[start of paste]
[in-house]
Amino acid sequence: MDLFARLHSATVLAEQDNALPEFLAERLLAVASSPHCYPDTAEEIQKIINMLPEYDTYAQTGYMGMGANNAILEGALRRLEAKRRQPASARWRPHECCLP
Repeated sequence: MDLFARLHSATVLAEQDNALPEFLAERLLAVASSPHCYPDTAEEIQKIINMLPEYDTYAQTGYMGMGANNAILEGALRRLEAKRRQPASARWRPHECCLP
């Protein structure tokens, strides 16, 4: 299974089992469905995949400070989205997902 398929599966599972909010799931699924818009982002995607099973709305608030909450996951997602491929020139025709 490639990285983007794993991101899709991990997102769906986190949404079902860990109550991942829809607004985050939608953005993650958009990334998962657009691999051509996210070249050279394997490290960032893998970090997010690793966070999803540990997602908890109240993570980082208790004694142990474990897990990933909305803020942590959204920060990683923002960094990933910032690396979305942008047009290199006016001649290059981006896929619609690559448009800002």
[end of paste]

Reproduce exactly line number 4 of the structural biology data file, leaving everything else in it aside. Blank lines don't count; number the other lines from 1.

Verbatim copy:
């Protein structure tokens, strides 16, 4: 299974089992469905995949400070989205997902 398929599966599972909010799931699924818009982002995607099973709305608030909450996951997602491929020139025709 490639990285983007794993991101899709991990997102769906986190949404079902860990109550991942829809607004985050939608953005993650958009990334998962657009691999051509996210070249050279394997490290960032893998970090997010690793966070999803540990997602908890109240993570980082208790004694142990474990897990990933909305803020942590959204920060990683923002960094990933910032690396979305942008047009290199006016001649290059981006896929619609690559448009800002």